Tuesday, February 1, 2022

Catholicism 101: Worship, Communion and Mission

What started as a small question (Why is the "Latin Mass" making the news), became a great conversation starter for our first Catholicism 101 for the semester.  Worship, Communion and Mission was the topic to not only answer the question, but to help the students and community understand the underlying decisions that have been forming our communal faith experiences since the Second Vatican Council.  Father Tony led the conversation from the history of what caused the Second Vatican Council to be called to how we are currently living out the decisions made under the guidance of Pope Francis.

One critical item to remember is the Second Vatican Council was the first Council ever called that wasn't in response to a crisis of faith within the world.  This was a proactive call to re-evaluate how we, as Church, were living the Mission Christ gave us.  It was a time for renewal as we faced a world that was, in itself, still living in the aftermath of two world wars, a depression, and the Cold War.  The gaps in prosperity were widening.  There were two competing economic approaches:  democracy and communism.

In the midst of all of this, Pope John XXIII was elected to be the Bishop of Rome.  He called for his ecumenical council.  Many came prepared with a schema that was written to show that all was fine as it was.  One of the first things that happened when the Council opened, however, was for Pope John XXIII to throw that schema out.  It was a time for change in the Church.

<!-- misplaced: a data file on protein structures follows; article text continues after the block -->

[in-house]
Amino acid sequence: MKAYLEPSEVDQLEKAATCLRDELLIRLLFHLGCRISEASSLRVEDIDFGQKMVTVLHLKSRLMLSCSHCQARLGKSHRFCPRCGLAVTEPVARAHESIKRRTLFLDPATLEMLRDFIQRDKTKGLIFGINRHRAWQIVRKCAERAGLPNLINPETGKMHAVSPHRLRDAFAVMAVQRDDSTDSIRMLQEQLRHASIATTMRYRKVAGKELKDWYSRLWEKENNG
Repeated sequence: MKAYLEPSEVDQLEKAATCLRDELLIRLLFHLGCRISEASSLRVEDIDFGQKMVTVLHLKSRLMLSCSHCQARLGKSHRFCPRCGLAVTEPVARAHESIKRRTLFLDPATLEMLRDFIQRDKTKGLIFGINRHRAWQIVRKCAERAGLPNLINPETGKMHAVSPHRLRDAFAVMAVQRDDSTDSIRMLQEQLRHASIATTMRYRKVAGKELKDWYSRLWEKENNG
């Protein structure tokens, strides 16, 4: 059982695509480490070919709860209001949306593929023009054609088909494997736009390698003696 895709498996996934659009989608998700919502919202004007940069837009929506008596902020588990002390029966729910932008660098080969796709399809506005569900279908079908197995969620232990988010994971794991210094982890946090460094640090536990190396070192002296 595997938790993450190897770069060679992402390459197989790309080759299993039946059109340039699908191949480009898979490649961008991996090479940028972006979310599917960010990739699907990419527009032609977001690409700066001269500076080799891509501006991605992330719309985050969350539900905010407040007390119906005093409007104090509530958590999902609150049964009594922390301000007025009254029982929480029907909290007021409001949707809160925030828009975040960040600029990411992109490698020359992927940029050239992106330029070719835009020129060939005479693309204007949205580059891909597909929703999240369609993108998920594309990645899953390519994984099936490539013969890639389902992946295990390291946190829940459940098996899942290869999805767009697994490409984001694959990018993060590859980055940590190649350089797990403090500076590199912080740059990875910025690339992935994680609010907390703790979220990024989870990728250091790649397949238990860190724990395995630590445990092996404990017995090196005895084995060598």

One of the focal changes was the shift from the Church being a part of society, but to be apart of society as a whole.  It was moving our view from the Church being the perfection we all wished to attain, to being a living, breathing part of the people who made up the Church body.  It was time for a renewal of all people, as they are called to be Priest, Prophet and King.  It was also a time for us to come together as a Church, under one common prayer.

The pre-Vatican Mass has a different prayer than the Mass that is currently celebrated throughout the world.  It is not a focus on the direction the priest faces or that language in which the Mass is said.  It is a fundamental difference between the observance of the Mass and participation in the Mass as the prayer that makes up the Mass is not the same.

We, as Church, are what we pray.  If we are praying two separate liturgies, we are not one Church.  Pope Benedict XVI attempted to work with the groups who celebrated the pre-Vatican Mass to come together in one common liturgy.  Pope Francis' experience was this experiment was not successful.  The outcome was more division between "TLM" and "Novus Ordo" celebrations, instead of the common language of one liturgy.  Father Tony explained this was the reason for the restrictions placed on the celebration of the pre-Vatican liturgy.

A special "Thank YOU" to Father Tony for his detailed explanation of a "tough to understand at first glance" question, to help us all better understand the nuances of the question and why the answers are what the answers are.

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